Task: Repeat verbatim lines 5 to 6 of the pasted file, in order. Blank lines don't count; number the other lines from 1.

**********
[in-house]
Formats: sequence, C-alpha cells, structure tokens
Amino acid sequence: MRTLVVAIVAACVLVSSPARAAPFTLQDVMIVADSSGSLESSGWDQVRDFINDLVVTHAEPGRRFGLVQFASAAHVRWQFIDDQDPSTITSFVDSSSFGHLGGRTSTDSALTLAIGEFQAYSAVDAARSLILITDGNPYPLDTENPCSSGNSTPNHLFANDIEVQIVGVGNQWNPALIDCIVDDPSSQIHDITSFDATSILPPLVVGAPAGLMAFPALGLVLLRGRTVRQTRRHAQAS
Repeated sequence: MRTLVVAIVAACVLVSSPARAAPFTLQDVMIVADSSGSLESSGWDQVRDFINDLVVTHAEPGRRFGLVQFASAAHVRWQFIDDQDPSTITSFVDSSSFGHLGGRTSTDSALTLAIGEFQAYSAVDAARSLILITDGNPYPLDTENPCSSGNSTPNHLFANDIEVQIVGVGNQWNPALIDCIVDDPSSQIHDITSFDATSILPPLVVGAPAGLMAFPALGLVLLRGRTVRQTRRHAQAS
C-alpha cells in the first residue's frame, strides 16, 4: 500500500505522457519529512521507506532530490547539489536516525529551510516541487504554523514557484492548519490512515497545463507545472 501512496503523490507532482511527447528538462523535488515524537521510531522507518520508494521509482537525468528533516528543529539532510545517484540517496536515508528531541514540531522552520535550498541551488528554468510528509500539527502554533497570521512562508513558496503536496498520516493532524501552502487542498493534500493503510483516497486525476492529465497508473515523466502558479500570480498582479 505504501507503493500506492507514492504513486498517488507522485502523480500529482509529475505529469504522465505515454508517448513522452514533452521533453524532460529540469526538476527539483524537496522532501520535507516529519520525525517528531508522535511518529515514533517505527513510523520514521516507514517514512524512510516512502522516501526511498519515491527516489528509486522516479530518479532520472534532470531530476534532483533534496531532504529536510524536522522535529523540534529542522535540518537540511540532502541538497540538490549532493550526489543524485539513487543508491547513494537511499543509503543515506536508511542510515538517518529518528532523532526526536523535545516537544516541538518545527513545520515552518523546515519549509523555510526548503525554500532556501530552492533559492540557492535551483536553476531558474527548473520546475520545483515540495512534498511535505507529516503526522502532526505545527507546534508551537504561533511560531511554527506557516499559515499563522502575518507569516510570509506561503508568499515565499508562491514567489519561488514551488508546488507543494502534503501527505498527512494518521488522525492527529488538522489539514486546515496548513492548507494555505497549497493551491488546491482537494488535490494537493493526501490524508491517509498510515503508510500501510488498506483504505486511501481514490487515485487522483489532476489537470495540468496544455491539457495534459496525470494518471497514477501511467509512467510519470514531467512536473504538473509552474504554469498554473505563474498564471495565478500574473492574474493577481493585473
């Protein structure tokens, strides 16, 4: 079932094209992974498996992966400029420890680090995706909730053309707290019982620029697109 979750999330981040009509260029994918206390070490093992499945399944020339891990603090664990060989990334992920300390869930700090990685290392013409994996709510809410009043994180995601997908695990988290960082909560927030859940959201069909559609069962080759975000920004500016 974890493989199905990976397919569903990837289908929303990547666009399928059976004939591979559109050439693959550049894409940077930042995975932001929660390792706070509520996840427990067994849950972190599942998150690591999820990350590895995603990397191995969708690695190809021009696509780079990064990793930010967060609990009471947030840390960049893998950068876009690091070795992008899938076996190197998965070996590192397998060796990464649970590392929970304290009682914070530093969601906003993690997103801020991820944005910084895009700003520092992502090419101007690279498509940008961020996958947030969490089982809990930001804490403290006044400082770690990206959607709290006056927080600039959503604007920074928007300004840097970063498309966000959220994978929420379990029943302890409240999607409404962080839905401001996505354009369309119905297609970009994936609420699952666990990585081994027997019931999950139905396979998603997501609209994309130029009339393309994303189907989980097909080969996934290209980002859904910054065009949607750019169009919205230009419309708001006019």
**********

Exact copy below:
C-alpha cells in the first residue's frame, strides 16, 4: 500500500505522457519529512521507506532530490547539489536516525529551510516541487504554523514557484492548519490512515497545463507545472 501512496503523490507532482511527447528538462523535488515524537521510531522507518520508494521509482537525468528533516528543529539532510545517484540517496536515508528531541514540531522552520535550498541551488528554468510528509500539527502554533497570521512562508513558496503536496498520516493532524501552502487542498493534500493503510483516497486525476492529465497508473515523466502558479500570480498582479 505504501507503493500506492507514492504513486498517488507522485502523480500529482509529475505529469504522465505515454508517448513522452514533452521533453524532460529540469526538476527539483524537496522532501520535507516529519520525525517528531508522535511518529515514533517505527513510523520514521516507514517514512524512510516512502522516501526511498519515491527516489528509486522516479530518479532520472534532470531530476534532483533534496531532504529536510524536522522535529523540534529542522535540518537540511540532502541538497540538490549532493550526489543524485539513487543508491547513494537511499543509503543515506536508511542510515538517518529518528532523532526526536523535545516537544516541538518545527513545520515552518523546515519549509523555510526548503525554500532556501530552492533559492540557492535551483536553476531558474527548473520546475520545483515540495512534498511535505507529516503526522502532526505545527507546534508551537504561533511560531511554527506557516499559515499563522502575518507569516510570509506561503508568499515565499508562491514567489519561488514551488508546488507543494502534503501527505498527512494518521488522525492527529488538522489539514486546515496548513492548507494555505497549497493551491488546491482537494488535490494537493493526501490524508491517509498510515503508510500501510488498506483504505486511501481514490487515485487522483489532476489537470495540468496544455491539457495534459496525470494518471497514477501511467509512467510519470514531467512536473504538473509552474504554469498554473505563474498564471495565478500574473492574474493577481493585473
């Protein structure tokens, strides 16, 4: 079932094209992974498996992966400029420890680090995706909730053309707290019982620029697109 979750999330981040009509260029994918206390070490093992499945399944020339891990603090664990060989990334992920300390869930700090990685290392013409994996709510809410009043994180995601997908695990988290960082909560927030859940959201069909559609069962080759975000920004500016 974890493989199905990976397919569903990837289908929303990547666009399928059976004939591979559109050439693959550049894409940077930042995975932001929660390792706070509520996840427990067994849950972190599942998150690591999820990350590895995603990397191995969708690695190809021009696509780079990064990793930010967060609990009471947030840390960049893998950068876009690091070795992008899938076996190197998965070996590192397998060796990464649970590392929970304290009682914070530093969601906003993690997103801020991820944005910084895009700003520092992502090419101007690279498509940008961020996958947030969490089982809990930001804490403290006044400082770690990206959607709290006056927080600039959503604007920074928007300004840097970063498309966000959220994978929420379990029943302890409240999607409404962080839905401001996505354009369309119905297609970009994936609420699952666990990585081994027997019931999950139905396979998603997501609209994309130029009339393309994303189907989980097909080969996934290209980002859904910054065009949607750019169009919205230009419309708001006019």